I unscrewed the two screws securing the known faulty element, turned it over and discovered why it wasn't working.  Seems that the coil had broken as the dark burnt spot testifies.

Now, if I can get this far, with the detached element in my hands, why can I not simply buy a replacement?  So I did.  I searched for a few hours to find the most affordable price.  One vendor had a steal of an asking price, but asked for my first born in shipping.  Continuing my search, I eventually came to PartsDr.com.  Their pricing was the most cost effective for us (taking into account their shipping of course).  And as usual, no, I have not received any monetary discount for having their company on my blog.

We needed two parts:  The Bake Element and the 6 inch Surface Burner Element for our Magic Chef.

The parts cost us:
Bake Element                  $16.99
6 inch Surface Burner Element $44.99
                   Subtotal:  $61.99
                   Shipping:   $6.99
                   Total:     $68.97

Delivery was rather quick as well as I received both components three days after ordering.  Once in hand, both parts are a simple plug 'n play installation.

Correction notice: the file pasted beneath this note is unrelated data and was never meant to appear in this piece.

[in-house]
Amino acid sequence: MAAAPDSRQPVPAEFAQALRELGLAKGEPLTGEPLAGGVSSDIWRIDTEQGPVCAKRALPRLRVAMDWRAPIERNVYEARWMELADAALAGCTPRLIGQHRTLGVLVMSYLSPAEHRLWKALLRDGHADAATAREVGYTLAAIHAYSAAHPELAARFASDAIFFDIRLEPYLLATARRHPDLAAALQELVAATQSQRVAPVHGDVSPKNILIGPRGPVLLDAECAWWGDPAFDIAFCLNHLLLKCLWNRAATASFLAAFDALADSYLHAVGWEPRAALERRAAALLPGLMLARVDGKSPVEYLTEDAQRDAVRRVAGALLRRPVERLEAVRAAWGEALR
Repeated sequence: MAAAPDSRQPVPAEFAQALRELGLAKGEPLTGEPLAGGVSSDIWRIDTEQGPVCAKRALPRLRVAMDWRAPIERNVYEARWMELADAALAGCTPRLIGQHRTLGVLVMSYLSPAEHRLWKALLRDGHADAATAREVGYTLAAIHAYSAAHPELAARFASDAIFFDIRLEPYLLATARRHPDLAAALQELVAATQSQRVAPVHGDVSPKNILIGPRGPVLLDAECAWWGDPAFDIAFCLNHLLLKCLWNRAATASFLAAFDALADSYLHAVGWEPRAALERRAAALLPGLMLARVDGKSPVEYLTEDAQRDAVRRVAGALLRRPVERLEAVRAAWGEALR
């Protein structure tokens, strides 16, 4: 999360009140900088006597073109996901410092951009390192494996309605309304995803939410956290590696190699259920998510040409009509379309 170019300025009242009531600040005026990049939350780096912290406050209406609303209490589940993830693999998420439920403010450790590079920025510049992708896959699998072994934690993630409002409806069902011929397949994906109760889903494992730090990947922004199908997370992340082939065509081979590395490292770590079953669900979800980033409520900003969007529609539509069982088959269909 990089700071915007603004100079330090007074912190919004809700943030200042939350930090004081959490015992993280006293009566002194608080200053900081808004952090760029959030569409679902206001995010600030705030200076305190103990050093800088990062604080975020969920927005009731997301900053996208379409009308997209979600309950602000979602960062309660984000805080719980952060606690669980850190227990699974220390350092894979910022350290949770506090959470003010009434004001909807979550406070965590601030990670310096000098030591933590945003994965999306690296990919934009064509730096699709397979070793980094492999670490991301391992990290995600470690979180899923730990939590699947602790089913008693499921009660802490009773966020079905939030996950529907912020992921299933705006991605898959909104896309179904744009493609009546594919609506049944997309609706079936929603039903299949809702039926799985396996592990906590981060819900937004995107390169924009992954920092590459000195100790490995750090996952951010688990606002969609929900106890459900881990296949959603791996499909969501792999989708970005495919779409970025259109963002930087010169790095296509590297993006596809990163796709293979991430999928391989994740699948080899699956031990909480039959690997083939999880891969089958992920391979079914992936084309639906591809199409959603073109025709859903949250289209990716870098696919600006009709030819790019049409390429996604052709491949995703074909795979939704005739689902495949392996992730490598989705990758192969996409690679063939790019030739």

The element has a series of wires connected to a ceramic module extending from the side.  Each wire's terminal is labeled a specific number.  I unplugged one wire at a time, to ensure I was connecting it to the correct terminal on the new element.  Though both elements looked exactly the same, they were not.  The numbers on the module were in a different location on the replacement element.  Matching 1a to 1a, 2a to 2a... etc. was critical.

Once all the wires are connected to the new surface burning element, I cleaned up the area with a vacuum, secured the element onto the top frame and reassembled the top onto the stove.  Next, the oven's baking element.

This one was much simpler to install.  Ensure the power is off, open the oven and remove the wire shelves.  There are two screws securing the baking element to the rear of the oven.  Unscrew them and gently pull the element towards the front of the oven.  As you pull, the connected wire will become visible.  Use a pair of needle nose pliers to gently rock the wires off the element.

Here are the two baking elements side by side.  The new one is on the left (notice the standard supports for the element on the left compared to the recycled metal bowl on the right):

Installation is reverse of the removal.  Ensure both wires are firmly connected to the baking element and screw in the two screws to the rear of the oven.  Head to the breaker box and switch the oven on and test.


Side note:  Do not assume that fixing the oven (like new) on your wife's birthday as a birthday gift will make her happy.  Appliances and wives' birthdays do not mix.